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Can U.S. consumers warm up to mobile payments?

Can U.S. consumers warm up to mobile payments?

Posting in Technology

New research suggests allowing mobile carriers to be involved in collecting payments might be one way to inspire more e-commerce.

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There are certain ways in which consumers outside the United States are much more intrepid than those who live within our borders. For a long time, the willingness to pay for purchases -- especially online -- with a mobile phones or smartphone has been one of those way, but another new survey suggests this is changing.

The data from Javelin Strategy & Research found that perceptions about security are a big part of the picture: 4 out of 5 consumers responding to the company's poll of 2,000 U.S. consumers during December 2011 said they would spend more money online if there was an easier, safter way to complete the transaction.

That extra spending could amount to approximately $89 per consumer, or close to $110 billion, the survey estimates.

"According to the 2011 Online Payment Poll, consumers are concerned about the use of credit cards online and related issues of privacy, fraud, security and convenience," said Phil Blank, managing director at Javelin Strategy & Research. "If digital merchants simply offered consumers an alternative way to pay, such as mobile carrier-based payments, 79 percent of decisive consumers indicated they would spend more, driving significant new incremental revenue from subscriptions, transactions and purchases."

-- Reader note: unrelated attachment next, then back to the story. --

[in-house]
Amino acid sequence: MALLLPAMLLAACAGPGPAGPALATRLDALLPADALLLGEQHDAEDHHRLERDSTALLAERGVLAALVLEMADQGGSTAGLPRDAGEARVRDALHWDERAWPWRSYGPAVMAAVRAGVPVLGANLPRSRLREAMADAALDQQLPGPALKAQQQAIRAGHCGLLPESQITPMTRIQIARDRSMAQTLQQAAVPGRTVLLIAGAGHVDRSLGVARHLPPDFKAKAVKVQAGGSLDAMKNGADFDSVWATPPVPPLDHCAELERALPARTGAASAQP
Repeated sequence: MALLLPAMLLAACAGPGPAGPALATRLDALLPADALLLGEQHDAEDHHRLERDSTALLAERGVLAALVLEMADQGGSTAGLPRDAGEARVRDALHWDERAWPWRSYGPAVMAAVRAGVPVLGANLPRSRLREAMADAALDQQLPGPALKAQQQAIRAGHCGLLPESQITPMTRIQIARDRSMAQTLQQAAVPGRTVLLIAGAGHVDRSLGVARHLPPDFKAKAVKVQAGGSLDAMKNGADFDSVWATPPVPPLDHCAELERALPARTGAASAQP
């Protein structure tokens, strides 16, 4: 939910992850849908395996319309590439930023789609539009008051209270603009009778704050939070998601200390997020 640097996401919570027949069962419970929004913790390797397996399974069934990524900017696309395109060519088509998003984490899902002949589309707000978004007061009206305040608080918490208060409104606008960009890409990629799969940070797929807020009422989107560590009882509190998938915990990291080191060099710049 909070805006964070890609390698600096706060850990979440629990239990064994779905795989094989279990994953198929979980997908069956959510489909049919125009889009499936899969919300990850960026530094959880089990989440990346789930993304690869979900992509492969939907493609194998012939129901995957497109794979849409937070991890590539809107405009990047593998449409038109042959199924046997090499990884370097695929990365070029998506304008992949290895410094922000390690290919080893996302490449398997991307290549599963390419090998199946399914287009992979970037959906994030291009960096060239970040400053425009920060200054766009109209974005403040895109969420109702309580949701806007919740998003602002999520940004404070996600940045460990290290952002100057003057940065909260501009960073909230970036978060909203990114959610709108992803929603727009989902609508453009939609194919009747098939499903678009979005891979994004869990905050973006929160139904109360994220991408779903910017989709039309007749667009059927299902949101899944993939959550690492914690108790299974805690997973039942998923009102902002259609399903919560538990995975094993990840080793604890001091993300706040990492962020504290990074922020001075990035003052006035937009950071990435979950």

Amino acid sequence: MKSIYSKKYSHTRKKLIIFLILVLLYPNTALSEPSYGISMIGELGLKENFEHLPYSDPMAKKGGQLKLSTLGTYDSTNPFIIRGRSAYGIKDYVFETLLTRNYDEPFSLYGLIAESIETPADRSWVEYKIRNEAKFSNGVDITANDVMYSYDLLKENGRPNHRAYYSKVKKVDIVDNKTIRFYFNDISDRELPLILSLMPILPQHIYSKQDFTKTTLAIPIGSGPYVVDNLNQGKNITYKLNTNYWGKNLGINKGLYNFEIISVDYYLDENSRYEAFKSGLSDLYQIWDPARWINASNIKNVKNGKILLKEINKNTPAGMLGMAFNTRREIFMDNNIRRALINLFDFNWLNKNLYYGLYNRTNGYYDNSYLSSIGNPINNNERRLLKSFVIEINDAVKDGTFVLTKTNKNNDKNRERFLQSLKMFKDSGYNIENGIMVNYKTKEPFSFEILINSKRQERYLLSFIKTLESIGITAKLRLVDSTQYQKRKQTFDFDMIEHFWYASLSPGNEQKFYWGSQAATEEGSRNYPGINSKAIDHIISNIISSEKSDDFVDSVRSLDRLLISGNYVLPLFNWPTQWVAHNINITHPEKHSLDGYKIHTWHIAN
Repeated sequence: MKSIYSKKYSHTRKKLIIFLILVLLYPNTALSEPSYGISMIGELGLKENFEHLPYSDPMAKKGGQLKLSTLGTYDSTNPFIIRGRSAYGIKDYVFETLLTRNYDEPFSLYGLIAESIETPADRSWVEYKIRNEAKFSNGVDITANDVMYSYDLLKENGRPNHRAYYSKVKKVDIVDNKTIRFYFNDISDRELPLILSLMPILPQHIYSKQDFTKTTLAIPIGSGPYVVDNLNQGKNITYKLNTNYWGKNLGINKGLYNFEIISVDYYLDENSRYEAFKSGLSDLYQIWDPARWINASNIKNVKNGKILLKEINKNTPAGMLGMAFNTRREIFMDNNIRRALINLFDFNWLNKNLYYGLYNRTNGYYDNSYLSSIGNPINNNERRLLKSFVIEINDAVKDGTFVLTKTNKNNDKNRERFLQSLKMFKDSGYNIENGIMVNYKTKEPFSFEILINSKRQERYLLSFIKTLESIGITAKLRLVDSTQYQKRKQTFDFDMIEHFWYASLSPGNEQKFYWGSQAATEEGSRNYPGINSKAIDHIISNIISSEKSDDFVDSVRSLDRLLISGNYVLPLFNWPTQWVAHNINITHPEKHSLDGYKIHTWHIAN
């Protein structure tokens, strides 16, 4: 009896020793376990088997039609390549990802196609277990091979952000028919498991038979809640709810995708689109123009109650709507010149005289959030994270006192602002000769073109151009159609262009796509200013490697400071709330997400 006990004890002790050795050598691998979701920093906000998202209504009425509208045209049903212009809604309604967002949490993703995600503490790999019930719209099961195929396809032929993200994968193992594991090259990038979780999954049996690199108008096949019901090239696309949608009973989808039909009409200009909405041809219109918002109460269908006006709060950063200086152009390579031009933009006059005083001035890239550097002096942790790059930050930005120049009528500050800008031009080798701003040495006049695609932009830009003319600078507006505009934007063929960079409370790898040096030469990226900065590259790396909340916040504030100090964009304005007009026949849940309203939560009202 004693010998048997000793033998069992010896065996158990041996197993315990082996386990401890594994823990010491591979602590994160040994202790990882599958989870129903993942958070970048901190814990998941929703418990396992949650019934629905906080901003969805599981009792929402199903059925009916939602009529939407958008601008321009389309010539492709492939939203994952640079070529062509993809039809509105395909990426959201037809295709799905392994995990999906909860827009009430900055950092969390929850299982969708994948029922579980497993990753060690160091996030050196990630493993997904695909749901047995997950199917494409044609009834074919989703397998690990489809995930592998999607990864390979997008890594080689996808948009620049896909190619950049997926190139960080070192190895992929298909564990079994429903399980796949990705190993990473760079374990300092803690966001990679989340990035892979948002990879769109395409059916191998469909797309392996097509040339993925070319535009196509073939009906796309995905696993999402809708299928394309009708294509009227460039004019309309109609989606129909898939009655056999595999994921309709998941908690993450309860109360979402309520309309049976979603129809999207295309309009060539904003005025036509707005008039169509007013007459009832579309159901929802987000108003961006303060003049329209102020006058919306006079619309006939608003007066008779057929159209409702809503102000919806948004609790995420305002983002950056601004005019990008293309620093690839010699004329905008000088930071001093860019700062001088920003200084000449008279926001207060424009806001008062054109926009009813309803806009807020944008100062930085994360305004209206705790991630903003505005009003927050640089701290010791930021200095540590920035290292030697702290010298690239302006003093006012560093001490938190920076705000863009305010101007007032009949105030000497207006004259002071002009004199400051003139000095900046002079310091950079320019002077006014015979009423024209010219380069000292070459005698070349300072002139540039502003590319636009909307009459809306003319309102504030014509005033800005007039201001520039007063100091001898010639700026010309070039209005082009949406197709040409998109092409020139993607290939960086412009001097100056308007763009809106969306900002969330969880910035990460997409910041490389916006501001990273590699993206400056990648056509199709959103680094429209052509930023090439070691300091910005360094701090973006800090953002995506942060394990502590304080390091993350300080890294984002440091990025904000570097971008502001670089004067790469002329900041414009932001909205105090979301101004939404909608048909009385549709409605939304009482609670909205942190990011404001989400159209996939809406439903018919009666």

And, hey, that's just the decisive ones!

All those stories about huge companies being hacked this year apparently are taking their toll. At least half of the respondents said that they were worried unauthorized parties would intercept credit card information stored on merchant Web sites.

But, truth be told, U.S. consumers seem to be holding back more because they are cynical about getting involved with certain merchants online. Consider the following:

  • 55 percent of the respondents were worried the stores would start sending junk mail
  • 54 percent worried that merchants would sell personal data
  • 41 percent were concerned that credit card information would be misused by merchants

So it isn't just technology that is getting in the way of increased better results, it is trust.

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Heather Clancy

Section Editor

Heather Clancy has written for United Press International, ZDNet, Entrepreneur, Fortune Small Business, the International Herald Tribune and the New York Times. She holds a degree from McGill University. She is based in New Jersey. Follow her on Twitter. Disclosure